Making sense of the sedra: Kedoshim

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Making sense of the sedra: Kedoshim

How to love your neighbour

Photo: Ronny Sison
Photo: Ronny Sison

Since 7 October, there has been a tremendous increase in the amount of volunteering and charity to support all those affected by the war. Chesed (kindness), is a fundamental pillar of Judaism. As it says in Pirkei Avot (Ethics of the Fathers) 1:2: “The world stands on three things – Torah, avodah (work/service of God/self-sacrifice), and gemilut chasadim (acts of kindness)”.

It is easy, enjoyable and rewarding to act charitably towards people and organisations that are close to our hearts, but it can be harder to feel positively towards people with whom we are not connected or with whom we have conflicting views.

This week’s Torah reading, Kedoshim, reflects this issue in a very well-known verse: “…love your neighbour as yourself…” (Vayikra 19:18). The whole verse actually reads, “Do not take revenge, do not bear a grudge, love your neighbour as yourself, I am God”.

People cannot turn their feelings on or off on demand. How can we be commanded not to take revenge or bear a grudge? Perhaps someone has severely wronged us and we cannot forgive and forget? Can we not hold a grudge against someone who has hurt us in the past? What if our neighbour is an unsavoury or rude character? And what does “I am God” add to the verse?

Whilst our actions are demonstrable, our feelings are internal. Humans are complex beings and, unlike animals, we are able to control our feelings and behave in a way that is not in sync with our emotions. However we may feel internally, our actions can outwardly demonstrate how we relate to others in a way that is incongruent with our feelings. In addition, if we repeatedly act in positive ways towards someone else and invest time and effort in them, we may find that our feelings towards them grow in a similarly positive way.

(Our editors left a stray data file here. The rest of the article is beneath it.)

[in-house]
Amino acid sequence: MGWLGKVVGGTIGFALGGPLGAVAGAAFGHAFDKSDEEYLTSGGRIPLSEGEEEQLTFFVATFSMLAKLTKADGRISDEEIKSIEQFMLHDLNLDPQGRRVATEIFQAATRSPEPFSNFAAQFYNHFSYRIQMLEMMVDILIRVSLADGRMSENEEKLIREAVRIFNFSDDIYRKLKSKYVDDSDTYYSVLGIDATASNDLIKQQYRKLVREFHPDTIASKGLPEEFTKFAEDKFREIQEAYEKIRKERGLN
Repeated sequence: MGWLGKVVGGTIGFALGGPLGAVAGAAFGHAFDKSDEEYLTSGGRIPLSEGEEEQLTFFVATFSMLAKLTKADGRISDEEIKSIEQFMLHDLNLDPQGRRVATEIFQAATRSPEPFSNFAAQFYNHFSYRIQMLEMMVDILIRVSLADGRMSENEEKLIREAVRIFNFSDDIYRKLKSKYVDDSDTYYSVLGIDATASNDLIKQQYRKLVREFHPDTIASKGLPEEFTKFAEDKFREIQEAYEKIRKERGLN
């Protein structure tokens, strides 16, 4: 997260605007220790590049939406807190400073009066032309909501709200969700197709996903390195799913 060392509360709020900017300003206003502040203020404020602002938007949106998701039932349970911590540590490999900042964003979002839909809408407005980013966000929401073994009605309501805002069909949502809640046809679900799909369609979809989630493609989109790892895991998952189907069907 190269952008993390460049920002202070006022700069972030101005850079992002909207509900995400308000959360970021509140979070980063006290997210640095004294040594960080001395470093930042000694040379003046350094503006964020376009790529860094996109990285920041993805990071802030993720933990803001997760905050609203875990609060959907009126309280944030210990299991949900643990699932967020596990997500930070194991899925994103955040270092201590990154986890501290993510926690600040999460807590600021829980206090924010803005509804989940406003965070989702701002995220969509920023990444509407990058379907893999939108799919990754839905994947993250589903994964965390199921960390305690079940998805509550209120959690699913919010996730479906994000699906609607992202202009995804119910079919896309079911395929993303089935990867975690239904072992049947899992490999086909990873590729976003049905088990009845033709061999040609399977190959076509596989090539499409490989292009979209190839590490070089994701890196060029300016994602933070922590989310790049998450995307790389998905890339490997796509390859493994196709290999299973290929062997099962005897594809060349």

Sometimes it can be hard to find redeeming qualities in others if their behaviour is extremely offensive. Even so, everyone is created in the image of God and we all have a spark of godliness within us. Perhaps “I am God” is a nudge to remind us that, even if we are struggling to find positive feelings, every person has a purpose in the world. So, if all else fails, start by looking for that spark and go from there.

It may also be that “I am God” is there to remind us that, regardless of how we act, only we and God know our true thoughts and emotions. Even if we act kindly on the outside, we may still have some personal growth work to do to develop our feelings and integrity.

This is why the verse contains three stages, from the easiest to most difficult.

Photo: Ronny Sison

First, do not take revenge, even if you do bear a grudge. It may be too much to ask for a person to love someone else if the relationship is toxic, but even if we are just able to refrain from taking revenge, that is also a mitzvah in its own right. Then try to remove the sense of grudge, and finally we can try to reach the level of actually loving the person.

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